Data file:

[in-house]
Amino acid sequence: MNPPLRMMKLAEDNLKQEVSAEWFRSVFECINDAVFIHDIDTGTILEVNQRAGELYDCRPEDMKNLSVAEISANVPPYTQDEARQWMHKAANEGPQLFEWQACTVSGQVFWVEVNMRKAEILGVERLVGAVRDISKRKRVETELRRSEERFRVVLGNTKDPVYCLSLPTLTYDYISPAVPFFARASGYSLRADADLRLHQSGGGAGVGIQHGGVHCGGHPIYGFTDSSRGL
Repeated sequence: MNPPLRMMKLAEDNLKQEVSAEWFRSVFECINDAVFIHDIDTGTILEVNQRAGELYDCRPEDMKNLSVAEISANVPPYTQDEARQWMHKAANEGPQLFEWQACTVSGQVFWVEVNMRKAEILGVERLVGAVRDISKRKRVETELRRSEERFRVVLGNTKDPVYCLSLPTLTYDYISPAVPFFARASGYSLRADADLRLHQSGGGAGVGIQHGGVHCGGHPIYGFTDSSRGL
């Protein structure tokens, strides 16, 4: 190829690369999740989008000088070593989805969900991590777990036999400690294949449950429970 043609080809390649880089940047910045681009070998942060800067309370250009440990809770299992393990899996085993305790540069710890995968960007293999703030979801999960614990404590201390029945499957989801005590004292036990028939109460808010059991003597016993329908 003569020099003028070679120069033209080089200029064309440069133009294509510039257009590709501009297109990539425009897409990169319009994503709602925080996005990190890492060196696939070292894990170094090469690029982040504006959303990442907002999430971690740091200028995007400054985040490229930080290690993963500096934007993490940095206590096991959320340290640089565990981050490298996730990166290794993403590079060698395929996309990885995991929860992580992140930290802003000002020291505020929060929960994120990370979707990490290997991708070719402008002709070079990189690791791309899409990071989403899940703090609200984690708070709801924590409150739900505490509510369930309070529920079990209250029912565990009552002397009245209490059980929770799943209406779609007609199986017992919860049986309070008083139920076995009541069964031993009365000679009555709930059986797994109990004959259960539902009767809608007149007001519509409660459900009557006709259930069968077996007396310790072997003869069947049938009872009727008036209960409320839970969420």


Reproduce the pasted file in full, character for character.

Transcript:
[in-house]
Amino acid sequence: MNPPLRMMKLAEDNLKQEVSAEWFRSVFECINDAVFIHDIDTGTILEVNQRAGELYDCRPEDMKNLSVAEISANVPPYTQDEARQWMHKAANEGPQLFEWQACTVSGQVFWVEVNMRKAEILGVERLVGAVRDISKRKRVETELRRSEERFRVVLGNTKDPVYCLSLPTLTYDYISPAVPFFARASGYSLRADADLRLHQSGGGAGVGIQHGGVHCGGHPIYGFTDSSRGL
Repeated sequence: MNPPLRMMKLAEDNLKQEVSAEWFRSVFECINDAVFIHDIDTGTILEVNQRAGELYDCRPEDMKNLSVAEISANVPPYTQDEARQWMHKAANEGPQLFEWQACTVSGQVFWVEVNMRKAEILGVERLVGAVRDISKRKRVETELRRSEERFRVVLGNTKDPVYCLSLPTLTYDYISPAVPFFARASGYSLRADADLRLHQSGGGAGVGIQHGGVHCGGHPIYGFTDSSRGL
């Protein structure tokens, strides 16, 4: 190829690369999740989008000088070593989805969900991590777990036999400690294949449950429970 043609080809390649880089940047910045681009070998942060800067309370250009440990809770299992393990899996085993305790540069710890995968960007293999703030979801999960614990404590201390029945499957989801005590004292036990028939109460808010059991003597016993329908 003569020099003028070679120069033209080089200029064309440069133009294509510039257009590709501009297109990539425009897409990169319009994503709602925080996005990190890492060196696939070292894990170094090469690029982040504006959303990442907002999430971690740091200028995007400054985040490229930080290690993963500096934007993490940095206590096991959320340290640089565990981050490298996730990166290794993403590079060698395929996309990885995991929860992580992140930290802003000002020291505020929060929960994120990370979707990490290997991708070719402008002709070079990189690791791309899409990071989403899940703090609200984690708070709801924590409150739900505490509510369930309070529920079990209250029912565990009552002397009245209490059980929770799943209406779609007609199986017992919860049986309070008083139920076995009541069964031993009365000679009555709930059986797994109990004959259960539902009767809608007149007001519509409660459900009557006709259930069968077996007396310790072997003869069947049938009872009727008036209960409320839970969420």